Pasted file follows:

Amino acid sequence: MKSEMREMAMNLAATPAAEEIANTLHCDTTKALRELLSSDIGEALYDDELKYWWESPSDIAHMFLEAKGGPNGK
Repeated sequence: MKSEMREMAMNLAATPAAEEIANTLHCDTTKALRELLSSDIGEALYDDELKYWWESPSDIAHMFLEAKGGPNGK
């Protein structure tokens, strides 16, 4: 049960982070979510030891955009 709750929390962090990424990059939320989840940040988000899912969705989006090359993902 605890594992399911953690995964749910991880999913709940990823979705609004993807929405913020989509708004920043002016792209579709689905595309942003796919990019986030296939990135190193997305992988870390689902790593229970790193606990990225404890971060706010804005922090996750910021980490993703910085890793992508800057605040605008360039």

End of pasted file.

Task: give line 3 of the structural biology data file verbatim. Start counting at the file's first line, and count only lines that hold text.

């Protein structure tokens, strides 16, 4: 049960982070979510030891955009 709750929390962090990424990059939320989840940040988000899912969705989006090359993902 605890594992399911953690995964749910991880999913709940990823979705609004993807929405913020989509708004920043002016792209579709689905595309942003796919990019986030296939990135190193997305992988870390689902790593229970790193606990990225404890971060706010804005922090996750910021980490993703910085890793992508800057605040605008360039």